“This is amazing,” Salvation Army Service Center Director Donna Harris said Friday, as she watched a steady stream of people enter the facility to enjoy a Christmas Day lunch.

She was as overwhelmed by the response from volunteers as she was by the number of diners.

“There’s nothing I can say to them, and tell the volunteers how much I appreciate what they’re doing.”

Many of the volunteers had been working the signature Salvation Army Red Kettles at various shopping locations in Brownwood and Early. Others were regular volunteers at the service center’s Loaves and Fishes program, a United Way agency that provides weekday lunches to any who need them.

But young James Nolen and his mother Kim were first-timers on Friday. When he heard about the Christmas Day lunch, James wanted to go, even if the only job he could do was sweep floors.

Both of them were assigned the important task of handing out trays to people as they entered the building.

“This is the first time we’ve volunteered here, but we may be back,” Kim Nolen said.

Harris was still beaming over the community’s support of the holiday season bell-ringing campaign, which ended Thursday.

“We had a goal of $35,000, and we collected $600 short of $40,000,” Harris said. “The kettle volunteers were awesome.” In all, they contributed 60 hours of their time a day, six days a week in recent weeks, enduring spells of extremely cold weather that left a few of them ill.

“Our client services are back on schedule now,” Harris said. “We’re excited. Our volunteers are unbelievable. We have a lot of bell-ringers cooking today, too. They are all making a big difference.”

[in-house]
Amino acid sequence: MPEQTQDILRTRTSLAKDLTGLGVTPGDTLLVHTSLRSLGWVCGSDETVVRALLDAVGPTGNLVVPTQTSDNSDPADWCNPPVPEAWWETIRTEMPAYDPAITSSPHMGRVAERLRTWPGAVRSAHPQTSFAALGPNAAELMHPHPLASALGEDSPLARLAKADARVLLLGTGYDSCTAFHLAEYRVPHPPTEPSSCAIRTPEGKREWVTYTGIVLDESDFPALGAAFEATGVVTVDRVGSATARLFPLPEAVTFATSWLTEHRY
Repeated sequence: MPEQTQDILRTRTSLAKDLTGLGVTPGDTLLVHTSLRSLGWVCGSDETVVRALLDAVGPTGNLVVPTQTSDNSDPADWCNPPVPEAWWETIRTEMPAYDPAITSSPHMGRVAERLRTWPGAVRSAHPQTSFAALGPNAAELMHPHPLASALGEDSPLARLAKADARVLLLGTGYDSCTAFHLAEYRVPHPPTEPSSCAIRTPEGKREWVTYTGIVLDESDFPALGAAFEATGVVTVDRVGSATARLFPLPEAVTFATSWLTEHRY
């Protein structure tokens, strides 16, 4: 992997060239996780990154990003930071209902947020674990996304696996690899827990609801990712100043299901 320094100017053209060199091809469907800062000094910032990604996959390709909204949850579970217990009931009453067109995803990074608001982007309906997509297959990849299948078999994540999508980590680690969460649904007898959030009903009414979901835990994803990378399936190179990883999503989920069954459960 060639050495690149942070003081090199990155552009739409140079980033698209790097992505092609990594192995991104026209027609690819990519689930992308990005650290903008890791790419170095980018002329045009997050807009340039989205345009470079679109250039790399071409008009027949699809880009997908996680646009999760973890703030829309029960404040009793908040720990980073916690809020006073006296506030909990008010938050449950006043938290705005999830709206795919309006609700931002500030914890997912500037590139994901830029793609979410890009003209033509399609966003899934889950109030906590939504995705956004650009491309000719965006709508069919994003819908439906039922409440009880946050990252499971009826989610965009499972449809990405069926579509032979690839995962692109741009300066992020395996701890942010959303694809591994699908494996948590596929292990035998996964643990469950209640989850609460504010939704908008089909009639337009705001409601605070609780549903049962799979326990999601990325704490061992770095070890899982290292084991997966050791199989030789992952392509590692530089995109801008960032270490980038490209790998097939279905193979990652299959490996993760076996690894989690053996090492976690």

Harris said she took a group picture of all the volunteers who came to cook and serve the meal, and they stretched across the entire back wall of the center.

“I had to take three pictures to get them all,” she said.

Exact figures will have to be totaled later, but midway through the noon to 1 p.m. serving time Friday Harris estimated that the center had served 200 meals, including those enjoyed by the volunteers. The final total could approach 300, she said, watching a steady flow of people entering the door.

“If there’s anyone around who is hungry or is alone this Christmas, it’s their own fault,” she added.

“We served 265 the day before Thanksgiving, and that was with limited publicity,” Harris said. She thanked the media for making this first-time Christmas Day special dinner a success.

“You’ll not find a better Christmas Day meal anywhere,” Harris said of the menu. After diners finished off plates piled high with turkey and dressing, ham and vegetables, they received some citrus to take with as they left.

For the second time this week, Harris said a homeless person had showed up seeking assistance.

“He spent the night across the street from the bus station,” Harris said, on West Commerce. “He has family in Coleman, and we’re trying to arrange for him to get there today.”